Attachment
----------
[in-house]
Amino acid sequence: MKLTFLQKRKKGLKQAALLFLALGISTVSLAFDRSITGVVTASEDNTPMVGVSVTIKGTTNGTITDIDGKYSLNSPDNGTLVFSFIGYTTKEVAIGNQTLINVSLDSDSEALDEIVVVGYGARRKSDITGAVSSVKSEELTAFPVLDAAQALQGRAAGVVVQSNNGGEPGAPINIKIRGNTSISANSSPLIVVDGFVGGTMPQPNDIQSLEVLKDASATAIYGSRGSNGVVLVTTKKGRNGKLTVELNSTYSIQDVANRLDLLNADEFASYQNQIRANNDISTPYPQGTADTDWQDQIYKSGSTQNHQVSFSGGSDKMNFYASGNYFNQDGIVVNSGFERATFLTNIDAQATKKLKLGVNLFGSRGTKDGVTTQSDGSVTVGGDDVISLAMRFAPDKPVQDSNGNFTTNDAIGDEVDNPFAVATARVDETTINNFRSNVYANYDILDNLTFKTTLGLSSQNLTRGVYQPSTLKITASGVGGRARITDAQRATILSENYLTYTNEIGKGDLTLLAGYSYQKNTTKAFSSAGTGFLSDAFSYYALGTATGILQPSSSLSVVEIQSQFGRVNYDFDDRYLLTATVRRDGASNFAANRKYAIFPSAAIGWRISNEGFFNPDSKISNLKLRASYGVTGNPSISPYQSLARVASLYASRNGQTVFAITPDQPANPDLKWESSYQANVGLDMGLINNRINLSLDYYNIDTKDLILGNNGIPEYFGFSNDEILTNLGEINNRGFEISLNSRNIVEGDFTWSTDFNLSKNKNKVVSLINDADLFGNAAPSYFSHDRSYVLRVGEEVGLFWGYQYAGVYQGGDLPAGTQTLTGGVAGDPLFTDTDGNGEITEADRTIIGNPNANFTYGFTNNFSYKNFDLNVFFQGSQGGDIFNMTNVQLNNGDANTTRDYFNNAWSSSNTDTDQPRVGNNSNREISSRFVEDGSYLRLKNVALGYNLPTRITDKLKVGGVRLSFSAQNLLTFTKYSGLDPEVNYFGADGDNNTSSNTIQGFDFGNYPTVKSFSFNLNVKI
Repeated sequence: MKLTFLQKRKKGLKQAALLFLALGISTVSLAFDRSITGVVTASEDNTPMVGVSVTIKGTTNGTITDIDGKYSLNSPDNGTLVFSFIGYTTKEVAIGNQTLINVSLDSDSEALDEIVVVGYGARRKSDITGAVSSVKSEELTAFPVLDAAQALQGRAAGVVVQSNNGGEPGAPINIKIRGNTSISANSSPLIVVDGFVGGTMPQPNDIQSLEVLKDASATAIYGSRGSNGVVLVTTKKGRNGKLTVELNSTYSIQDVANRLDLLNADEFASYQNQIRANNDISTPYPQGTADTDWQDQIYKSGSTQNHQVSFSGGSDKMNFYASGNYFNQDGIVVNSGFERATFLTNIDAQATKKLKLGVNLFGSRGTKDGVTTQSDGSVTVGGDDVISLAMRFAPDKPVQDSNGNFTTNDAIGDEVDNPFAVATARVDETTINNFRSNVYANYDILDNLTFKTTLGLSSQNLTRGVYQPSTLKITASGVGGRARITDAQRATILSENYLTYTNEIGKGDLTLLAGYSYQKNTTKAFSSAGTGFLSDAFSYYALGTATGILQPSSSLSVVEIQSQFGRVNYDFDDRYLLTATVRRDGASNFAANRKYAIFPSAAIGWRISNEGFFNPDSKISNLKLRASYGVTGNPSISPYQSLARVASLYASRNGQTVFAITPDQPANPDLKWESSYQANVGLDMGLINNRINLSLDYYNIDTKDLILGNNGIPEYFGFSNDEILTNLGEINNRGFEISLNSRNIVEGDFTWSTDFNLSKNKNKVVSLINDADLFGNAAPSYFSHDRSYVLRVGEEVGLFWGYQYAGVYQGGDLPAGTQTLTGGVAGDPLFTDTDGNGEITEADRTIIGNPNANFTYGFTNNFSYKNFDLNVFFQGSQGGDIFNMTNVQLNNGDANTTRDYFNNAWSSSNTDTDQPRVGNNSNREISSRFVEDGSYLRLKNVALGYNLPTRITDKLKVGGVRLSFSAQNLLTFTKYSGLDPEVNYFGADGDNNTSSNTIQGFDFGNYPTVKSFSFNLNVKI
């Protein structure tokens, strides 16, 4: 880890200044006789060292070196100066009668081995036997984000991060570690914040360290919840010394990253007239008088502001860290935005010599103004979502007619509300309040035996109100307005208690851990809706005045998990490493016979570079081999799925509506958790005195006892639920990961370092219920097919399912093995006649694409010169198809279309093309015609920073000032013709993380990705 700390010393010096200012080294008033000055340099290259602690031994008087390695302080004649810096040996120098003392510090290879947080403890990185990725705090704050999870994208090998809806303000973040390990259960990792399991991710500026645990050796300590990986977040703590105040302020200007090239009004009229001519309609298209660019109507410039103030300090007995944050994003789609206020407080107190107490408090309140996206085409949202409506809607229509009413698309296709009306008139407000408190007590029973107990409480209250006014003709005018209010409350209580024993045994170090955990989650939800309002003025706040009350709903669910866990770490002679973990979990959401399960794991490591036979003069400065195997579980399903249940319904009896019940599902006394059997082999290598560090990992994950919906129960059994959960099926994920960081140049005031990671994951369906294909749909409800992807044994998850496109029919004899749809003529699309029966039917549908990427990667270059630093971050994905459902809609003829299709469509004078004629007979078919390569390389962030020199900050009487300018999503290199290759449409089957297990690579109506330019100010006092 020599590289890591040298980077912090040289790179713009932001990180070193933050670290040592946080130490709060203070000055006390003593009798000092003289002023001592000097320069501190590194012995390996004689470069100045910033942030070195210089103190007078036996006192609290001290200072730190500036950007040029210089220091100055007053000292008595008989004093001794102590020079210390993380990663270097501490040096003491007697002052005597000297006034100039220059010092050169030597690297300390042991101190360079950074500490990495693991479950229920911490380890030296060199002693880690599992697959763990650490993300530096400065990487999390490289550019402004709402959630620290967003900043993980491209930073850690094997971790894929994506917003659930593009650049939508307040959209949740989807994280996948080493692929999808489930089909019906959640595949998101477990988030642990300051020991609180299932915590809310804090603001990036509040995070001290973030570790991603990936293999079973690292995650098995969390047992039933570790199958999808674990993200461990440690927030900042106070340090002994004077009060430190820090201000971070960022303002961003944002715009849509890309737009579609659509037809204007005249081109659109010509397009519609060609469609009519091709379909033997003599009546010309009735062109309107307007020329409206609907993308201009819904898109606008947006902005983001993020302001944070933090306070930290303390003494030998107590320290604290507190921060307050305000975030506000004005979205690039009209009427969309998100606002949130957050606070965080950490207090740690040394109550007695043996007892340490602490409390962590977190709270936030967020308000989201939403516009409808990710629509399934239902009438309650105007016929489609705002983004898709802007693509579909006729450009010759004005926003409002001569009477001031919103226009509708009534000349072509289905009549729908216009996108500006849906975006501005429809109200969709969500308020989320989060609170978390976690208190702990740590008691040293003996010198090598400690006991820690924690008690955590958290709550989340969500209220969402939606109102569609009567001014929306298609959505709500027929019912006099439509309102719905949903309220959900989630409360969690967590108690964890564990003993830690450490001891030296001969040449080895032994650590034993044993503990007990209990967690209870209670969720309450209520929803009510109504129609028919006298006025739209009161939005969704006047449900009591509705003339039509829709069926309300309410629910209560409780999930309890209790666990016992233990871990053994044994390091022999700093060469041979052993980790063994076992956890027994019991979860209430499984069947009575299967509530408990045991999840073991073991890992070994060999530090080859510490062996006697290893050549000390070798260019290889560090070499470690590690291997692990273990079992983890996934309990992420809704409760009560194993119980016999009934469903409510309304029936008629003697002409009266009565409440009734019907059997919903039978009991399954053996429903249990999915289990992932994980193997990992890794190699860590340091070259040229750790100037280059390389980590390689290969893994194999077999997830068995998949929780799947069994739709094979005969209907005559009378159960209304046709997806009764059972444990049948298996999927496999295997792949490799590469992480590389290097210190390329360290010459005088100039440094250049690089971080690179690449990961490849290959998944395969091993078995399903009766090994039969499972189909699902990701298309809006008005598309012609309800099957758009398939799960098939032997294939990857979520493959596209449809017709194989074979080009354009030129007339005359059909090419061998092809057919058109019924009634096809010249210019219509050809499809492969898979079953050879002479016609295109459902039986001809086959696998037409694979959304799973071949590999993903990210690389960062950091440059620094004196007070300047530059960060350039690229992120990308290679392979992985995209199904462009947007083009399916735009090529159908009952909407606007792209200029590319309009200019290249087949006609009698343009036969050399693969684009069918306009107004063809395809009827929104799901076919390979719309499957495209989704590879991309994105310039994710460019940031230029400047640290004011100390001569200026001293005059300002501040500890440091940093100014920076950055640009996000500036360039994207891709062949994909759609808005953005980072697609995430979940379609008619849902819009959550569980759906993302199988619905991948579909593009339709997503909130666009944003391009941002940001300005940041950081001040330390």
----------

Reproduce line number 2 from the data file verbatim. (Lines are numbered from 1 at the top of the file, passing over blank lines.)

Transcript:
Amino acid sequence: MKLTFLQKRKKGLKQAALLFLALGISTVSLAFDRSITGVVTASEDNTPMVGVSVTIKGTTNGTITDIDGKYSLNSPDNGTLVFSFIGYTTKEVAIGNQTLINVSLDSDSEALDEIVVVGYGARRKSDITGAVSSVKSEELTAFPVLDAAQALQGRAAGVVVQSNNGGEPGAPINIKIRGNTSISANSSPLIVVDGFVGGTMPQPNDIQSLEVLKDASATAIYGSRGSNGVVLVTTKKGRNGKLTVELNSTYSIQDVANRLDLLNADEFASYQNQIRANNDISTPYPQGTADTDWQDQIYKSGSTQNHQVSFSGGSDKMNFYASGNYFNQDGIVVNSGFERATFLTNIDAQATKKLKLGVNLFGSRGTKDGVTTQSDGSVTVGGDDVISLAMRFAPDKPVQDSNGNFTTNDAIGDEVDNPFAVATARVDETTINNFRSNVYANYDILDNLTFKTTLGLSSQNLTRGVYQPSTLKITASGVGGRARITDAQRATILSENYLTYTNEIGKGDLTLLAGYSYQKNTTKAFSSAGTGFLSDAFSYYALGTATGILQPSSSLSVVEIQSQFGRVNYDFDDRYLLTATVRRDGASNFAANRKYAIFPSAAIGWRISNEGFFNPDSKISNLKLRASYGVTGNPSISPYQSLARVASLYASRNGQTVFAITPDQPANPDLKWESSYQANVGLDMGLINNRINLSLDYYNIDTKDLILGNNGIPEYFGFSNDEILTNLGEINNRGFEISLNSRNIVEGDFTWSTDFNLSKNKNKVVSLINDADLFGNAAPSYFSHDRSYVLRVGEEVGLFWGYQYAGVYQGGDLPAGTQTLTGGVAGDPLFTDTDGNGEITEADRTIIGNPNANFTYGFTNNFSYKNFDLNVFFQGSQGGDIFNMTNVQLNNGDANTTRDYFNNAWSSSNTDTDQPRVGNNSNREISSRFVEDGSYLRLKNVALGYNLPTRITDKLKVGGVRLSFSAQNLLTFTKYSGLDPEVNYFGADGDNNTSSNTIQGFDFGNYPTVKSFSFNLNVKI